Sorry I've been mostly absent from this blog for a little over month now. You can look forward to regular posting from me at least through early January (hopefully even longer) from now on. Over at Boston Bible Geeks, danny mentioned that Daniel was one of the books that was most confusing to him. It was for me too until I studied it. Now that my study and class on Daniel are complete I thought that I could do a short series dealing with a few random aspects of Daniel. Most of the posts will deal with the apocalyptic section as those are the most confusing chapters. The last post in the series will be a wrap up on commentaries (I'll review five of them).
In today's post I'd like to make a couple of comments about how the book as a whole works. First, I think it's important to stress up front that these comments are on the book in its final form. I think that the stories probably circulated orally and possibly somewhat independently of one another for some time (perhaps centuries - yes I am inclined towards a 2nd century date) before being written down, but the stories as they existed independently aren't Scripture. They are Scripture as bound with the apocalyptic visions and thus our understanding of the intent of the stories must include the fact that they are thus bound.
One interesting and very useful fact about the book of Daniel is that 1:1-2:4a and chapters 8-12 are in Hebrew, and 2:4b-7:28 are in Aramaic. If you were to break the book down by genre, 1-6 would be narrative and 7-12 would be apocalyptic. The fact that we have portions of each half in each language tells us that the author of Daniel wanted us to see the book as a unity. The stories aren't separable from the visions. This view is strengthened by the fact that the Aramaic portion is arranged chiastically, with chapters 2 and 7 being A and A' by virtue of both being centrally focused on a symbolic revelation about God's judgment of (the same) four kingdoms.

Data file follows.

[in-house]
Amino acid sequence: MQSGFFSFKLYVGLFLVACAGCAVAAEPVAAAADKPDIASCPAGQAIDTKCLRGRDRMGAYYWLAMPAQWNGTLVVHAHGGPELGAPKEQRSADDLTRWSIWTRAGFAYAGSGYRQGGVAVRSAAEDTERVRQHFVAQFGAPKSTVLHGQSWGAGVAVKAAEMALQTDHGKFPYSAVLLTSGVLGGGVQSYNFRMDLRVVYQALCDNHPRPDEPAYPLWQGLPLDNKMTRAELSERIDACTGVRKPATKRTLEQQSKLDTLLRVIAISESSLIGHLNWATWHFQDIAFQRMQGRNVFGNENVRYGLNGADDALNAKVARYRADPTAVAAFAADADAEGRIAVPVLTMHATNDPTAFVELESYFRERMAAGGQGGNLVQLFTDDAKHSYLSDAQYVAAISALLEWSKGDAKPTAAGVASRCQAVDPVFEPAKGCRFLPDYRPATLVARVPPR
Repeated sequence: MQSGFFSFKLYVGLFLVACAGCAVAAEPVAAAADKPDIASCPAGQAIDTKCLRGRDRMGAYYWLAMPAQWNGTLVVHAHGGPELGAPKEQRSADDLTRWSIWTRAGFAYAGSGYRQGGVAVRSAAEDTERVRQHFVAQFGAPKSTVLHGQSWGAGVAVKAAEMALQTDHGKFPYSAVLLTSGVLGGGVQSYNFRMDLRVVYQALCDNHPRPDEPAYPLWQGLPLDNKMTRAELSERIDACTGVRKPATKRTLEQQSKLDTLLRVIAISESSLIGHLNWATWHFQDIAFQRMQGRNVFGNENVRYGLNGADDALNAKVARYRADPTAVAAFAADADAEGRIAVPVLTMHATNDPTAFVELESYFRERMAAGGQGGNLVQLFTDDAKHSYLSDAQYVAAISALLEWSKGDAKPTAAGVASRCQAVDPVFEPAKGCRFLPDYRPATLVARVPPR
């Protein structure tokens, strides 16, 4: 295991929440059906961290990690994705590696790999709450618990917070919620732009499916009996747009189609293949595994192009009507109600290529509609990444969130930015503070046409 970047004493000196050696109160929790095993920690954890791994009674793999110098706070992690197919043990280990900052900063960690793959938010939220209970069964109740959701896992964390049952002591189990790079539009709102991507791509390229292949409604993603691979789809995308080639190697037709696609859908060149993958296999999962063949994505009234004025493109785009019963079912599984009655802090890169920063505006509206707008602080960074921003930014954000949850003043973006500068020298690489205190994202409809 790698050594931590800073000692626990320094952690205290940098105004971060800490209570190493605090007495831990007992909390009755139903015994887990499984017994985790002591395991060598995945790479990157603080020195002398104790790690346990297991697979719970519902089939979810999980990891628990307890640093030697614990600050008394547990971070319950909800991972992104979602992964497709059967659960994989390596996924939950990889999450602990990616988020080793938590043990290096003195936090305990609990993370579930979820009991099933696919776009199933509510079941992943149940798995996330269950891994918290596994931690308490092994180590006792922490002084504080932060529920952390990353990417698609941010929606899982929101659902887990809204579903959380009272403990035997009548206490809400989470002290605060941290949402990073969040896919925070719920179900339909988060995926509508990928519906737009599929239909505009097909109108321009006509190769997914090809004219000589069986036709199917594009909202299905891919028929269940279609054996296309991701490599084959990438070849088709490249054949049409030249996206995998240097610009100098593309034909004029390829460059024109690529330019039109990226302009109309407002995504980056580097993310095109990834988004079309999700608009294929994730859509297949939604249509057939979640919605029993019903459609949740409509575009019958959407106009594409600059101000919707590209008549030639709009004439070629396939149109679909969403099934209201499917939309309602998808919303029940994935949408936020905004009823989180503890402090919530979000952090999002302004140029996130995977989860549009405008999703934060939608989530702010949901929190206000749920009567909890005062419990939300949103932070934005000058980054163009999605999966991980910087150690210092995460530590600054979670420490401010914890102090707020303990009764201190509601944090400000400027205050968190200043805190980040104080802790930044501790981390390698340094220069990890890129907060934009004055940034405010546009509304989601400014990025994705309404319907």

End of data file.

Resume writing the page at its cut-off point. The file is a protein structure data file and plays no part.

Additionally, it is clear that both the narrative and apocalyptic section both have the same themes worked out in different ways. Those are: God is the sovereign king and is active in history; related to that, God rules over foreign overlords; and God will vindicate his faithful ones. The main difference between the two sections is how and for what purposes they develop each of those themes. Like much Hebrew narrative and also like Jesus' parables, the stories are stories with intent. The goal is drive the readers to live faithfully under foreign rule and the encroachment of oppressive foreign culture, holding up Daniel and his three friends as exemplary and showing how God consistently vindicated them when they were faithful.
For those living under the rule of Antiochus IV Epiphanes, one could still dismiss these stories because the faithful were dying. It didn't seem like God was still active in the way he was in the stories about Daniel and his friends. Was God still faithful towards Israel? Even though they were in the land, oppression was probably worse than it was under the Babylonians or the Persians. The apocalyptic sections come in to reaffirm the message of the narratives and give a big shot of hope that God would soon act to vindicate his people.
Additionally, we must also notice that the stories serve to set up the apocalyptic sections. Daniel is the recipient of divine revelation; mantic wisdom and is also a man of great piety. He has the right credentials to be the one to whom God gives further divine revelation. In this case, not even he can understand it and hence needs an interpreter. So as we've seen the relation between the narratives and the apocalyptic portions are somewhat complex and they are definitely interrelated. Praise God that in his wisdom he chose to give us both together.